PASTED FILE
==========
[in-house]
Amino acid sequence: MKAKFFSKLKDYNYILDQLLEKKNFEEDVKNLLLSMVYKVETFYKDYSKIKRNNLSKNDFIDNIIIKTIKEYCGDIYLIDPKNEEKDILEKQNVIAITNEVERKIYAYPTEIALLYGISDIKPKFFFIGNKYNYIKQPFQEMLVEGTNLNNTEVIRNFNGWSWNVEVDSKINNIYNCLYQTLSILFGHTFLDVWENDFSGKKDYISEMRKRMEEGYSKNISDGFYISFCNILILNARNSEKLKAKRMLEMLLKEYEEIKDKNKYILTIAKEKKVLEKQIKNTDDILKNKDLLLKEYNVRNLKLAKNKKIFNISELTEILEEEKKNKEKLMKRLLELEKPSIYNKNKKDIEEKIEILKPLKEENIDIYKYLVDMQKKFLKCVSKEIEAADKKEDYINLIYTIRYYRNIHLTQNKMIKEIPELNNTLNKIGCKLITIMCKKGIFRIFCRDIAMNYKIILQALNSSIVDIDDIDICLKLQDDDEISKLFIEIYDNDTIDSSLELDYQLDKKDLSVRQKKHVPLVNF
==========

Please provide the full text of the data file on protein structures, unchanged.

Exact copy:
[in-house]
Amino acid sequence: MKAKFFSKLKDYNYILDQLLEKKNFEEDVKNLLLSMVYKVETFYKDYSKIKRNNLSKNDFIDNIIIKTIKEYCGDIYLIDPKNEEKDILEKQNVIAITNEVERKIYAYPTEIALLYGISDIKPKFFFIGNKYNYIKQPFQEMLVEGTNLNNTEVIRNFNGWSWNVEVDSKINNIYNCLYQTLSILFGHTFLDVWENDFSGKKDYISEMRKRMEEGYSKNISDGFYISFCNILILNARNSEKLKAKRMLEMLLKEYEEIKDKNKYILTIAKEKKVLEKQIKNTDDILKNKDLLLKEYNVRNLKLAKNKKIFNISELTEILEEEKKNKEKLMKRLLELEKPSIYNKNKKDIEEKIEILKPLKEENIDIYKYLVDMQKKFLKCVSKEIEAADKKEDYINLIYTIRYYRNIHLTQNKMIKEIPELNNTLNKIGCKLITIMCKKGIFRIFCRDIAMNYKIILQALNSSIVDIDDIDICLKLQDDDEISKLFIEIYDNDTIDSSLELDYQLDKKDLSVRQKKHVPLVNF